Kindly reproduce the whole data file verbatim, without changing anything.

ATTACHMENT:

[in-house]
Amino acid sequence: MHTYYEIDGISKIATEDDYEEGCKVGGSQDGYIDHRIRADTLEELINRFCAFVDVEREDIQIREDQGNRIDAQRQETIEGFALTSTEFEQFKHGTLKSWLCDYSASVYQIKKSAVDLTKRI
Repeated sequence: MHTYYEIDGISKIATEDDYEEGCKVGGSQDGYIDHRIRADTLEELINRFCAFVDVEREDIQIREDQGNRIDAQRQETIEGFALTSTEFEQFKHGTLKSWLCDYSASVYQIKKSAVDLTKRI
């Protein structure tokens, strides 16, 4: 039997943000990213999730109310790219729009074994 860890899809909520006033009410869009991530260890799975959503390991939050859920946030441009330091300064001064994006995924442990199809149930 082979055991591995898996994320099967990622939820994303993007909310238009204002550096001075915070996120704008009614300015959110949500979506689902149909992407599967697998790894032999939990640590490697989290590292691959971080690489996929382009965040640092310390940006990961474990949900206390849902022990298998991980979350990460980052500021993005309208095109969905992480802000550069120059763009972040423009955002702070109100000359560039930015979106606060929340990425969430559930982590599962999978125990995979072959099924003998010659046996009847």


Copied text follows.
[in-house]
Amino acid sequence: MHTYYEIDGISKIATEDDYEEGCKVGGSQDGYIDHRIRADTLEELINRFCAFVDVEREDIQIREDQGNRIDAQRQETIEGFALTSTEFEQFKHGTLKSWLCDYSASVYQIKKSAVDLTKRI
Repeated sequence: MHTYYEIDGISKIATEDDYEEGCKVGGSQDGYIDHRIRADTLEELINRFCAFVDVEREDIQIREDQGNRIDAQRQETIEGFALTSTEFEQFKHGTLKSWLCDYSASVYQIKKSAVDLTKRI
């Protein structure tokens, strides 16, 4: 039997943000990213999730109310790219729009074994 860890899809909520006033009410869009991530260890799975959503390991939050859920946030441009330091300064001064994006995924442990199809149930 082979055991591995898996994320099967990622939820994303993007909310238009204002550096001075915070996120704008009614300015959110949500979506689902149909992407599967697998790894032999939990640590490697989290590292691959971080690489996929382009965040640092310390940006990961474990949900206390849902022990298998991980979350990460980052500021993005309208095109969905992480802000550069120059763009972040423009955002702070109100000359560039930015979106606060929340990425969430559930982590599962999978125990995979072959099924003998010659046996009847």